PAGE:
Campaigners say there are already too many jabs in the childhood programme and children's immune systems are being overloaded.

The concerns come after research into the measles, mumps and rubella vaccine linked it to autism and bowel conditions.
As a result thousands of worried parents decided not to vaccinate their children.

Dr Andrew Wakefield's study was later withdrawn from The Lancet and widely discredited.

He is facing an inquiry by the General Medical Council over the way the research was conducted.

Jackie Fletcher, from the campaign group Jabs, said: "We have to make sure the vaccine is safer than the disease. We need to investigate adverse events.

"There are thousands of families reporting damage to us after the MMR vaccine and some of them have received a Government payment which is a Government acknowledgement that the child's condition or death has been caused by the MMR vaccine.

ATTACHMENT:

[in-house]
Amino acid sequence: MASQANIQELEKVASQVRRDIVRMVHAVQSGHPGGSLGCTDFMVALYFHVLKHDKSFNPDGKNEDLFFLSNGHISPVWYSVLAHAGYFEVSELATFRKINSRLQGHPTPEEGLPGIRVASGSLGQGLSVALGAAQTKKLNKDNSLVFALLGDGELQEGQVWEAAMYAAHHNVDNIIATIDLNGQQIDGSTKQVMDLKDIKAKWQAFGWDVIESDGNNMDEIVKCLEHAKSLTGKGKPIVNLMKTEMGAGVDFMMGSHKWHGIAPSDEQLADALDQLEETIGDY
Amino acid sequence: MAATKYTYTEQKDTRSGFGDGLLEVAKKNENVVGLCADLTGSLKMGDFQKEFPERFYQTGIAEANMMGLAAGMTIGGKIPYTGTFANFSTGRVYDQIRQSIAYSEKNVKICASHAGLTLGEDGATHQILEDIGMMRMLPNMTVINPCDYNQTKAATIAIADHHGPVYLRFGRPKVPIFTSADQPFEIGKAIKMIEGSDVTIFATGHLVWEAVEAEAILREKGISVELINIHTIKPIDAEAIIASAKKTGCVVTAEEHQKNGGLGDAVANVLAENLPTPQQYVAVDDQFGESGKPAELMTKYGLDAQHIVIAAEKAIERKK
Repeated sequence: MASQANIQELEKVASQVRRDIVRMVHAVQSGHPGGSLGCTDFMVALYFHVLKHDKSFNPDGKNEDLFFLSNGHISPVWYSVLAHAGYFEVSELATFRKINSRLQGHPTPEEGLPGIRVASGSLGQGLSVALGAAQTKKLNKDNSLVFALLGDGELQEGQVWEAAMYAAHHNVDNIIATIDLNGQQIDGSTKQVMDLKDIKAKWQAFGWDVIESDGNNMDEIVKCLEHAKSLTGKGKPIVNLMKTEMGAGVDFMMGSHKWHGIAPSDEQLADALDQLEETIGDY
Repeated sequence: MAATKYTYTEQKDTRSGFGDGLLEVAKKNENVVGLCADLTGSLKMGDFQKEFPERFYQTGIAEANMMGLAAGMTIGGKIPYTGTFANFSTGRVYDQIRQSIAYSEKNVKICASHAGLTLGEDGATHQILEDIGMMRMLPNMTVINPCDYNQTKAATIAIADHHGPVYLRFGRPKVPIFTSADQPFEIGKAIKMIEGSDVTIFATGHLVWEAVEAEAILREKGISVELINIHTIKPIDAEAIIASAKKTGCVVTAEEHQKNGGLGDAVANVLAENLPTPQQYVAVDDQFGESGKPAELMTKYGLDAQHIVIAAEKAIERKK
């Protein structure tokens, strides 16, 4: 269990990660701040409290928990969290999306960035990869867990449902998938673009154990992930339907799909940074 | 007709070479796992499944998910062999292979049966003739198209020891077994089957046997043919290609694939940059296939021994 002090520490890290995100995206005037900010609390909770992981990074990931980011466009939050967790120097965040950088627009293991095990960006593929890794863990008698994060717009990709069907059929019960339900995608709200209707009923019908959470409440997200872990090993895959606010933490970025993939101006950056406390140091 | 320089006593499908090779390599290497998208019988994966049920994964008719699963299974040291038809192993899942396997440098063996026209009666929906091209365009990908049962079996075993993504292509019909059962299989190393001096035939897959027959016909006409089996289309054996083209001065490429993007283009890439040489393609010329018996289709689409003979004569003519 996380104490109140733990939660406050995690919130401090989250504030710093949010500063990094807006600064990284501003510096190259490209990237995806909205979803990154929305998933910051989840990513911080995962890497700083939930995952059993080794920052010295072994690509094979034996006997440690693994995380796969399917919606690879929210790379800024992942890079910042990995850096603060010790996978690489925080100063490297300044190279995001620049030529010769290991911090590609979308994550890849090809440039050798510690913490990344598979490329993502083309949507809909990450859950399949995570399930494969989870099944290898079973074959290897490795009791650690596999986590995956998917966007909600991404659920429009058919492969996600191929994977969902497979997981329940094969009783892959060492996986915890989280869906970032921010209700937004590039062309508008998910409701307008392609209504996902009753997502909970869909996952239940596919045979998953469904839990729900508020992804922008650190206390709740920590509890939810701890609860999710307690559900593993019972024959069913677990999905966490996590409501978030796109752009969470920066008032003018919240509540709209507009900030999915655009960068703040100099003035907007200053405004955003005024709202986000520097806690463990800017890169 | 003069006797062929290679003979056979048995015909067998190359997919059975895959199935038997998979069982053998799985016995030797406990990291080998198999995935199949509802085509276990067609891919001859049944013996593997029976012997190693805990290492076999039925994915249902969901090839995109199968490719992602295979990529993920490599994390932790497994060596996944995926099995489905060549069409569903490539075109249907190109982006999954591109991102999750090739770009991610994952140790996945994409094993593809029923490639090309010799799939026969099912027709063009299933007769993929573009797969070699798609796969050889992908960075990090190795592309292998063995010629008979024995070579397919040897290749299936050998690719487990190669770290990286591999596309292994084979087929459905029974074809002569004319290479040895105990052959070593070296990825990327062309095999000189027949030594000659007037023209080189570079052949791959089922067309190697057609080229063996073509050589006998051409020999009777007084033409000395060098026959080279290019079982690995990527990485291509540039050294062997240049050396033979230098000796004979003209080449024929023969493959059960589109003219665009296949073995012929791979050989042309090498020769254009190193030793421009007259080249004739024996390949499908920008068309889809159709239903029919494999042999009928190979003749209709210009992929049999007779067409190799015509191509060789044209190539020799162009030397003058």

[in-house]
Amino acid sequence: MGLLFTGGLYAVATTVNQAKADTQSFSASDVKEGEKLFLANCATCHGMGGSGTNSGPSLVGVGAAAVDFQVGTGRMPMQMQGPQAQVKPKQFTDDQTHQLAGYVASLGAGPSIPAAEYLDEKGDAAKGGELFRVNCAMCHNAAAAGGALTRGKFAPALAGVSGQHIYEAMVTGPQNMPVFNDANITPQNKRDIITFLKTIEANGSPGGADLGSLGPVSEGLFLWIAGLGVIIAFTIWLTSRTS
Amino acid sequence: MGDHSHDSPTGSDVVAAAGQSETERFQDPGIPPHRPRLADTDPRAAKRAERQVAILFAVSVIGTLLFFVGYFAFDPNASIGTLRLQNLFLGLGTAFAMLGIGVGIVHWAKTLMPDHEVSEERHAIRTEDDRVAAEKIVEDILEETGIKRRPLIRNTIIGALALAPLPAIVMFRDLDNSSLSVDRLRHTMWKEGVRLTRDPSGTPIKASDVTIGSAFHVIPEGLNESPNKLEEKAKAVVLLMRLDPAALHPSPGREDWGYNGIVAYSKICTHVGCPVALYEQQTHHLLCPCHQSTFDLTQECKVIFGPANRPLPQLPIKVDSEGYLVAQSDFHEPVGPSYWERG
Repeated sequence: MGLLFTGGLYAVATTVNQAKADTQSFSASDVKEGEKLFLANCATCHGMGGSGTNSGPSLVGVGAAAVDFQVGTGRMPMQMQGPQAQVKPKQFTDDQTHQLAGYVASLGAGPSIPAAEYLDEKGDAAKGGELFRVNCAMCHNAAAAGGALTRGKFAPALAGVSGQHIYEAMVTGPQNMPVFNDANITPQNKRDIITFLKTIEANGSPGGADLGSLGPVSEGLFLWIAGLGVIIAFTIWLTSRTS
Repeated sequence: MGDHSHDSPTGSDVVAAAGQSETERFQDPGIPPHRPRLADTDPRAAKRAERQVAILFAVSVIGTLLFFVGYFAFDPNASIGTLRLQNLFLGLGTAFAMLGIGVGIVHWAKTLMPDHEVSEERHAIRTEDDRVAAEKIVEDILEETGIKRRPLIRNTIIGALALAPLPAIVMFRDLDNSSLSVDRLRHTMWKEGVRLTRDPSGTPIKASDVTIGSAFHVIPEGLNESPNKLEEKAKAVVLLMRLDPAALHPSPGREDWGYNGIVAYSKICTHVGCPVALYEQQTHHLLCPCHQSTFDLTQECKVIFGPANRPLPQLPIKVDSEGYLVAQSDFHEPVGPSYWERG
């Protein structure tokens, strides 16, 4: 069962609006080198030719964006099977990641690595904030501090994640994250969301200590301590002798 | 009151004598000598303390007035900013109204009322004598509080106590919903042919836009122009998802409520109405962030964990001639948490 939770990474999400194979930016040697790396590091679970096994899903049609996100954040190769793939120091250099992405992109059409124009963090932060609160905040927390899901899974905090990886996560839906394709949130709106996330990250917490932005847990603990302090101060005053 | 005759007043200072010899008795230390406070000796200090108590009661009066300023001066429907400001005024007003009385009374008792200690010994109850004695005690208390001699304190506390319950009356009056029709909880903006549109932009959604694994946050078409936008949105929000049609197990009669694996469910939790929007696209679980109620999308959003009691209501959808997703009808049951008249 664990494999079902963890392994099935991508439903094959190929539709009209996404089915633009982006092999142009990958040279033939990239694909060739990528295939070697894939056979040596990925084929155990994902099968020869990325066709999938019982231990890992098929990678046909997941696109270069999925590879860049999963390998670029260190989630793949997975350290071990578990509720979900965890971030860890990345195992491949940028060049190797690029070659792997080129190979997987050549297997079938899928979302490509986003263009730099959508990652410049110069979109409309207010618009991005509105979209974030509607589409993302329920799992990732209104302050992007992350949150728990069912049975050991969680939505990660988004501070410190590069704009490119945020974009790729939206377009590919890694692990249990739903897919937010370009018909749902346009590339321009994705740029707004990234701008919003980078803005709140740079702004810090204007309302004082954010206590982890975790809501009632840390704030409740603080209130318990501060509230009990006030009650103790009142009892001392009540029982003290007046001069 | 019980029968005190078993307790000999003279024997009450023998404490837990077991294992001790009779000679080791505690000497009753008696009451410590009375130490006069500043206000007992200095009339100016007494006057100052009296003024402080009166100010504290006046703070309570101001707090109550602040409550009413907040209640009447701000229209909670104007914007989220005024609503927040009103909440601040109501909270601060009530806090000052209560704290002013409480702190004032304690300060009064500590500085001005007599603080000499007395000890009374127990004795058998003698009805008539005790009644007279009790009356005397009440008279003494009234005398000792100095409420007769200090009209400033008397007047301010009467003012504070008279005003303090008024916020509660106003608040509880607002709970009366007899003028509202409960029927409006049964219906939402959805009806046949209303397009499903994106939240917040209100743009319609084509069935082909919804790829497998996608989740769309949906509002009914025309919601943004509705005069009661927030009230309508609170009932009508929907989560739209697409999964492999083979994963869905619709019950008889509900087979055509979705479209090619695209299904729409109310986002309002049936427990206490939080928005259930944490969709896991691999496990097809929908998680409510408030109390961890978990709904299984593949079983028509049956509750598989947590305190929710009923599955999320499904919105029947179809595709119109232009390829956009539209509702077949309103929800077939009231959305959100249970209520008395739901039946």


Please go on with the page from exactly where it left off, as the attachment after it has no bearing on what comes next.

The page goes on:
"For them (the Government) to consider introducing another live vaccine into the MMR is irresponsible.

"If we have to have a vaccine against chickenpox it should be a single vaccine and offered as an option."

Campaigners said data from America suggested 79 deaths had followed vaccination with a four-in-one vaccine containing chickenpox, measles, mumps and rubella and more than 32,000 ''adverse events" had been reported.

It is not known whether these deaths and side effects were caused by the vaccine - they were simply recorded as having occurred at some point afterwards.

In the 10 years the vaccine has been used in America more than 10 million doses have been administered.